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Oracle Program Global Area

The Program Global Area

  1. Program Global Area: This is a private memory area for a process.
  2. Server Process: Server processes are created when users connect to Oracle.
  3. System Global Area: This shared memory area used by all processes.
  4. DBWR, LGWR, and SMON: Even the background processes get private memory.
  5. Database User: Users communicate with server processes over the LAN.

Contents of the PGA

The PGA is subdivided into different areas, each with a different purpose. Figure 5-9.1 shows the possible contents of the PGA for a dedicated server session. Not all of the PGA areas will exist in every case.
Figure 5–9.1 PGA Contents

Private SQL Area

A private SQL area holds information about a parsed SQL statement and other session-specific information for processing. When a server process executes SQL or PL/SQL code, the process uses the private SQL area to store bind variable values, query execution state information, and query execution work areas.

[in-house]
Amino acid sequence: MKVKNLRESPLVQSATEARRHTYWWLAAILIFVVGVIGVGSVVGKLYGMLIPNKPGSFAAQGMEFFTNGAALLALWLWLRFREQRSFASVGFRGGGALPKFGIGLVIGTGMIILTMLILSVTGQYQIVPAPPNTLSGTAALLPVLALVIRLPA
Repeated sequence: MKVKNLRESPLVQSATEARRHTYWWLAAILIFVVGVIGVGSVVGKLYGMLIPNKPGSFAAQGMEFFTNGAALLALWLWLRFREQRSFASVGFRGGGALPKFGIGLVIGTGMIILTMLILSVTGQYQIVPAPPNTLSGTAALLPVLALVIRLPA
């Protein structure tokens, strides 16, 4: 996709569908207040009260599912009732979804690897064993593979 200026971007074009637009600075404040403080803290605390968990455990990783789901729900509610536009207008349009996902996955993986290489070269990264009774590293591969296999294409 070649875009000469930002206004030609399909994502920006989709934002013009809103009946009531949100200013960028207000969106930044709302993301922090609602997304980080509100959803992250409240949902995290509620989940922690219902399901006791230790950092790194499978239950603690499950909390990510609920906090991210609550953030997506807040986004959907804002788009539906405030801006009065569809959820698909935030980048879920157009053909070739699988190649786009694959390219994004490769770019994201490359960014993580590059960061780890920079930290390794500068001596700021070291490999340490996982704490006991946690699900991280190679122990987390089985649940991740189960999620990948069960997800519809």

Do not confuse a private SQL area, which is in the UGA, with the shared SQL area, which stores execution plans in the SGA. Multiple private SQL areas in the same or different sessions can point to a single execution plan in the SGA. For example, 20 executions of SELECT * FROM employees in one session and 10 executions of the same query in a different session can share the same plan. The private SQL areas for each execution are not shared and may contain different values and data.
A cursor is a name or handle to a specific private SQL area. As shown in Figure 5-9.2, you can think of a cursor as a pointer on the client side and as a state on the server side. Because cursors are closely associated with private SQL areas, the terms are sometimes used interchangeably.

Figure 5-9.2: Cursor

A private SQL area is divided into the following areas:
  1. run-time area: This area contains query execution state information. For example, the run-time area tracks the number of rows retrieved so far in a full table scan. Oracle Database creates the run-time area as the first step of an execute request. For DML statements, the run-time area is freed when the SQL statement is closed.
  2. persistent area: This area contains bind variable values. A bind variable value is supplied to a SQL statement at run time when the statement is executed. The persistent area is freed only when the cursor is closed.